This is precisely why it is so important for agriculture to tell our own story instead of just letting HSUS tell the story.
A survey done by Purdue University’s Department of Agricultural Economics and Department of Animal Sciences has some startling statistics about animal welfare and where consumers get their information.
First, we have animal welfare:
“When asked to rank hog industry segments from most concerned to least concerned about pig welfare, average rankings were: 1) processors, 2) farm production, 3) transportation and 4) auction markets.”
I suppose the auction markets don’t really see the hogs that long, so perhaps they do care less. But, really? People think that processors care more about the animals than the farmers that are raising and caring for them?
For certain production methods:
“For most production practices, those surveyed had a neutral attitude. Housing sows in group pens, use of farrowing crates, use of gestation stalls and confining hogs indoors had the lowest means, indicating the participants felt these practices reduced pig welfare the most.”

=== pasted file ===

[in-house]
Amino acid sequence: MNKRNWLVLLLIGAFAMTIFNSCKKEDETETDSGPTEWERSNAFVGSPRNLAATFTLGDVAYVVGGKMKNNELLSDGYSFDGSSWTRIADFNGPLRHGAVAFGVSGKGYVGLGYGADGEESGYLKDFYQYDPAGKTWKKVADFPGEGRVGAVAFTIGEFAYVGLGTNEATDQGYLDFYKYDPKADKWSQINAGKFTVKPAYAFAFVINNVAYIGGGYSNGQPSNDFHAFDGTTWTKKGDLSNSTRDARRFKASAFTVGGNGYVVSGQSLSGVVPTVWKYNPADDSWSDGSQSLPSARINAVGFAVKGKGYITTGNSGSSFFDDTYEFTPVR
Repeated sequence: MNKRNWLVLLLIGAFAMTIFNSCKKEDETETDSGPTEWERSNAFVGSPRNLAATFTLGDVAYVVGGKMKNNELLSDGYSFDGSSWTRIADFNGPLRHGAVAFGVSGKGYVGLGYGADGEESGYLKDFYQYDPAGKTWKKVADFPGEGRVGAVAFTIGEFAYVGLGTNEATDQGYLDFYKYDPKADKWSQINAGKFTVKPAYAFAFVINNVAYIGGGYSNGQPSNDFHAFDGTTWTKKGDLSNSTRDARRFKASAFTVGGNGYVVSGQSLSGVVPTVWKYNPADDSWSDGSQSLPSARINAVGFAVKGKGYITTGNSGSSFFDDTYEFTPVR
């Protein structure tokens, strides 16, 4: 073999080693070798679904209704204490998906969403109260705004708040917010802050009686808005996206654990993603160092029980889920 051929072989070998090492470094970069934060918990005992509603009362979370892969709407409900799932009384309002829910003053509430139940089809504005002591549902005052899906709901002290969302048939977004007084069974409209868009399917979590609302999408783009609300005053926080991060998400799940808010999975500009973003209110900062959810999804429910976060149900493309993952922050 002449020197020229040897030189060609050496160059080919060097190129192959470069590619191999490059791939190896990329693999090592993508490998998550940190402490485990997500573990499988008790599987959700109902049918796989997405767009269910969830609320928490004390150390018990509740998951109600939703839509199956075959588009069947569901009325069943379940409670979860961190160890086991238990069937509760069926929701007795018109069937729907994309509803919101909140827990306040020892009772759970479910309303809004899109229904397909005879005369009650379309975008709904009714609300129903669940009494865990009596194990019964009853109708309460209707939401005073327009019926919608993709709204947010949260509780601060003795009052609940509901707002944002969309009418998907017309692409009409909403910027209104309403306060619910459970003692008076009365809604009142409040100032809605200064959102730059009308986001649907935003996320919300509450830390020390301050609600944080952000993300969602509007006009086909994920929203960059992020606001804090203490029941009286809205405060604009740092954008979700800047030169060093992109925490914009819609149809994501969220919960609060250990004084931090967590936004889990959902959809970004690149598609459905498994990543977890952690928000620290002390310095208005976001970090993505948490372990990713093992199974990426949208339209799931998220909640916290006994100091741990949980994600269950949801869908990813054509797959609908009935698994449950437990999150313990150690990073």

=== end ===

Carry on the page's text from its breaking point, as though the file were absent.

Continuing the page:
Of course it is not surprise that those particular issues have a negative implication to consumers. After all, these are the practices that HSUS has consistently attacked. As I’ve pointed out before on this blog, those practices have very real benefits to the animals. (See In Defense of Gestation Crates)
Finally, the most disturbing part of the survey was this:
“When asked which sources they frequented the most, they cited the Humane Society of the United States (HSUS) and the People for the Ethical Treatment of Animals (PETA). In fact, more people turned to the HSUS and PETA for animal welfare information than industry groups, government agencies and scientific sources combined.”
Yikes! People turn to HSUS and PETA for information about animal welfare? That’s definitely not good. Those groups have agendas (read: destroy family farms). Every thing they say, produce, or support is about bringing that agenda to fruition. In the meantime, this raising hogs is our livelihood and our business. How can people honestly think we’re not reliable sources of information?
Again, we need to keep telling our story and letting people know what’s going on. The more times they hear how pigs are raised by those raising them, the more people will remember it. We have to actively combat the lies coming from groups like HSUS and PETA.
Image courtesy of FreeDigitalPhotos.net.